“At the end of the day, we care about playing with character and being mentally and physically tough,” Halsted said. “I was talking to Derek about how his son plays. He’s such an honorable kid. I love competing against kids like that. That’s what makes it fun. Competing against kids who play hard and have respect for the game and I think our kids have that too. I want to win. I love to win, but this is high school sports and we have young men who play with character and that’s the best blessing of being a coach. I have kids who are better people for being around this group. Everyone contributes. Everyone’s important.”

Five seniors, including Brown, Gilman and Lainey, depart, but Yarmouth should be very competitive again in 2016.

“We need to step up,” Halsted said. “This is not an eight-win team. We’re going to be better.”

On the road

Greely will go to second-ranked York (13-4 following its win over No. 10 Gray-New Gloucester in the quarterfinals) for Saturday’s semifinal. The Rangers beat the host Wildcats, 8-6, May 27.

Greely has faced York twice previously in the playoffs, winning, 6-1, in the 2009 quarterfinals and losing, 5-1, in the 2013 semifinals.

Twitchell will get the ball for the Rangers.

“Everyone on the team has the same goal, to make another run in the playoffs,” Normandeau said. “We’ll expect a tough game. I think we’re in good hands with Ryan throwing.”

“I feel we’re still a championship-caliber team,” said Bryant. “We had more losses than we’ve had in the past, but we have experience and we know how to do it. It’s going to be a good game. We have to keep the same intensity and I think we can beat them.”

“York is going to be a really tough opponent,” Derek Soule added. “They swing the bats really well. They have a group of kids who won a championship a couple years ago and quite a few of them are still on the team. York knows what it takes. It should be a battle.”

Sports Editor Michael Hoffer can be reached at Follow him on Twitter: @foresports.

Greely senior starter Will Bryant throws a pitch. Bryant went eight strong innings, but didn’t get a decision.

Yarmouth junior starting pitcher Luke Klenda fires to the plate.

Yarmouth junior Cody Cook steals second as Greely junior Justin Leeman takes the throw.

Yarmouth junior Jack Snyder dives into second as Greely junior Justin Leeman takes a pickoff throw.

Greely junior Caleb Normandeau makes contact. Normandeau later drove home the decisive run.

Yarmouth junior first baseman Conor O’Donnell dives to make a catch.

Greely junior Matt Pisini steals third as Yarmouth senior third baseman Connor Lainey takes the throw.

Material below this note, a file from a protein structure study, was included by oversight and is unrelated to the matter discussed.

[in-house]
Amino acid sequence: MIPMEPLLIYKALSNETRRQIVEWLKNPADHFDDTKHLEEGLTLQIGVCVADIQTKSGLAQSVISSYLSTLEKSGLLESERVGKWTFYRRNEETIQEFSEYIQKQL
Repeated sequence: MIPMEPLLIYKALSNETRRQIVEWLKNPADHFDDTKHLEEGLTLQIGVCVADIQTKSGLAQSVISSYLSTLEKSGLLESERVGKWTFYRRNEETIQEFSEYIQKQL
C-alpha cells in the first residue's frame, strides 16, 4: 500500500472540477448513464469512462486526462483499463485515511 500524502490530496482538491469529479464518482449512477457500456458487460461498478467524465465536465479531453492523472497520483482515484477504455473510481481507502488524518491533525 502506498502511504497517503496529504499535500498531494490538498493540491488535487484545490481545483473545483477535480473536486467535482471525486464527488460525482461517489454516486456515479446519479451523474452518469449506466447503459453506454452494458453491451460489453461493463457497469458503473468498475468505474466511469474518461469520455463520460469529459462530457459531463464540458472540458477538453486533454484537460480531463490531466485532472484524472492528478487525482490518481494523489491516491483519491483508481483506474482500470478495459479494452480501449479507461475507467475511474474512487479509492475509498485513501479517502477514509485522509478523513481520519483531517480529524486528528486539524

Greely sophomore catcher Dylan Fried holds the ball for the umpire to see, but Yarmouth sophomore Gibby Harnett is called safe at the plate after diving around the tag to pull the Clippers within 3-2 in the top of the fifth inning.

Greely senior centerfielder Miles Shields lines one of his three hits.

Greely sophomore Ryan Twitchell fires a strike during his 1-2-3 relief stint in the top of the ninth. Twitchell earned the victory.

Greely sophomore catcher Dylan Fried crosses home with the winning run.

Previous Greely-Yarmouth playoff results

2014 Western B quarterfinals
@ Greely 4 Yarmouth 0

2011 Western B Final
Greely 7 Yarmouth 5

2008 Western B quarterfinals
Yarmouth 9 @ Greely 2

2006 Western B quarterfinals
@ Greely 12 Yarmouth 2 (six innings)

2002 Western B preliminary round
Yarmouth 8 @ Greely 5 (eight innings)

Previous Greely stories

Season Preview

Falmouth 7 Greely 1

Previous Yarmouth stories

Season Preview

Yarmouth 5 Falmouth 3

Sidebar Elements

Greely’s baseball team celebrates its 4-3 nine-inning win over Yarmouth in Thursday’s Western Class B quarterfinal. The Rangers advanced to face York in Saturday’s semifinals.

Mike Strout photos.

More photos below.


Greely 4 Yarmouth 3 (nine innings)

Y- 000 021 000- 3 7 3
G- 102 000 001- 4 13 0

Bottom 1st
Shields singled to right-center, Leeman scored.

Bottom 3rd
Reade singled to right-center, Shields scored. Pisini doubled to left-center, Soule scored.

Top 5th
Cook singled to left, Lainey and Harnett scored.

Top 6th
Lainey doubled to right-center, Brown scored.

Bottom 9th
Normandeau singled to left-center, Fried scored.

Repeat hitters:
Y- Cook, Lainey
G- Shields 3, Fried, Pisini

Y- Brown, Harnett, Lainey
G- Fried, Leeman, Shields, Soule

Y- Cook 2, Lainey
G- Normandeau, Pisini, Reade, Shields

Y- Lainey
G- Fried, Pisini

Stolen bases:
Y- Lainey
G- Shields 3, Pisini 2, Fried, Leeman, Soule

Left on base:
Y- 7
G- 17

Klenda, Kinsman (6) and Snyder; Bryant, Twitchell (9) and Fried

Klenda 5.1 IP 10 H 3 R 2 ER 4 BB 7 K 1 HBP 1 WP
Kinsman (L, 2-2)  3.1 IP 3 H 1 R 1 ER 2 BB 3 K

Bryant 8 IP 7 H 3 R 2 ER 0 BB 12 K 1 HBP
Twitchell (W, 4-2)  1 IP 0 H 0 R 0 BB 2 K

Time: 2:53

Sports Editor of The Forecaster since 2001. Find detailed game stories at I tweet prodigiously at @foresports.